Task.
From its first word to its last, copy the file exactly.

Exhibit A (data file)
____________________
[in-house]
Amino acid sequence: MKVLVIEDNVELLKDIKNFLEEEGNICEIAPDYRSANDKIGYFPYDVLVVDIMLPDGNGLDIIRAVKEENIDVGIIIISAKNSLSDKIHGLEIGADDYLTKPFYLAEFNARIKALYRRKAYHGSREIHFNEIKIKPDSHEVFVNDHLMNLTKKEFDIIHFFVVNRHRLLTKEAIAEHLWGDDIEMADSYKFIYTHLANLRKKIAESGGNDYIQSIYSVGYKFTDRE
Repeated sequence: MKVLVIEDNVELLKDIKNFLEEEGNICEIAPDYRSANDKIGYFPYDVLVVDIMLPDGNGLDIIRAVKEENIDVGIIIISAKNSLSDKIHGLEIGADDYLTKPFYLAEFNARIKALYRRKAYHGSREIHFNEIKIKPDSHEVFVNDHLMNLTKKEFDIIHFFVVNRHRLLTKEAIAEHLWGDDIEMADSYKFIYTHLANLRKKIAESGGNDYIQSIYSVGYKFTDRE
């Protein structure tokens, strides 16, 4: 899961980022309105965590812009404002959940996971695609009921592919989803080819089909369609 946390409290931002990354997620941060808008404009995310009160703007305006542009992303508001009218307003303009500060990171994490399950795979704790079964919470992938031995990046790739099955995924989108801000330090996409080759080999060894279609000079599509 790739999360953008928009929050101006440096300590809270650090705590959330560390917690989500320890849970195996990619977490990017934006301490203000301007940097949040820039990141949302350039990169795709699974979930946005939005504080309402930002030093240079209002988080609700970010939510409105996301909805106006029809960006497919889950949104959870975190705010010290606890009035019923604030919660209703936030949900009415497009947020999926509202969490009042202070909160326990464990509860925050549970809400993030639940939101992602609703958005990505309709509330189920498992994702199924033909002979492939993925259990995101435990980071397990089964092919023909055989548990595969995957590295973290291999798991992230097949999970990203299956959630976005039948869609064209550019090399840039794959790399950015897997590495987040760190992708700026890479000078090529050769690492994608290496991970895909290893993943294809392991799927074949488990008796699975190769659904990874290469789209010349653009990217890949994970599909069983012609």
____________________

[in-house]
Amino acid sequence: MKVLVIEDNVELLKDIKNFLEEEGNICEIAPDYRSANDKIGYFPYDVLVVDIMLPDGNGLDIIRAVKEENIDVGIIIISAKNSLSDKIHGLEIGADDYLTKPFYLAEFNARIKALYRRKAYHGSREIHFNEIKIKPDSHEVFVNDHLMNLTKKEFDIIHFFVVNRHRLLTKEAIAEHLWGDDIEMADSYKFIYTHLANLRKKIAESGGNDYIQSIYSVGYKFTDRE
Repeated sequence: MKVLVIEDNVELLKDIKNFLEEEGNICEIAPDYRSANDKIGYFPYDVLVVDIMLPDGNGLDIIRAVKEENIDVGIIIISAKNSLSDKIHGLEIGADDYLTKPFYLAEFNARIKALYRRKAYHGSREIHFNEIKIKPDSHEVFVNDHLMNLTKKEFDIIHFFVVNRHRLLTKEAIAEHLWGDDIEMADSYKFIYTHLANLRKKIAESGGNDYIQSIYSVGYKFTDRE
């Protein structure tokens, strides 16, 4: 899961980022309105965590812009404002959940996971695609009921592919989803080819089909369609 946390409290931002990354997620941060808008404009995310009160703007305006542009992303508001009218307003303009500060990171994490399950795979704790079964919470992938031995990046790739099955995924989108801000330090996409080759080999060894279609000079599509 790739999360953008928009929050101006440096300590809270650090705590959330560390917690989500320890849970195996990619977490990017934006301490203000301007940097949040820039990141949302350039990169795709699974979930946005939005504080309402930002030093240079209002988080609700970010939510409105996301909805106006029809960006497919889950949104959870975190705010010290606890009035019923604030919660209703936030949900009415497009947020999926509202969490009042202070909160326990464990509860925050549970809400993030639940939101992602609703958005990505309709509330189920498992994702199924033909002979492939993925259990995101435990980071397990089964092919023909055989548990595969995957590295973290291999798991992230097949999970990203299956959630976005039948869609064209550019090399840039794959790399950015897997590495987040760190992708700026890479000078090529050769690492994608290496991970895909290893993943294809392991799927074949488990008796699975190769659904990874290469789209010349653009990217890949994970599909069983012609």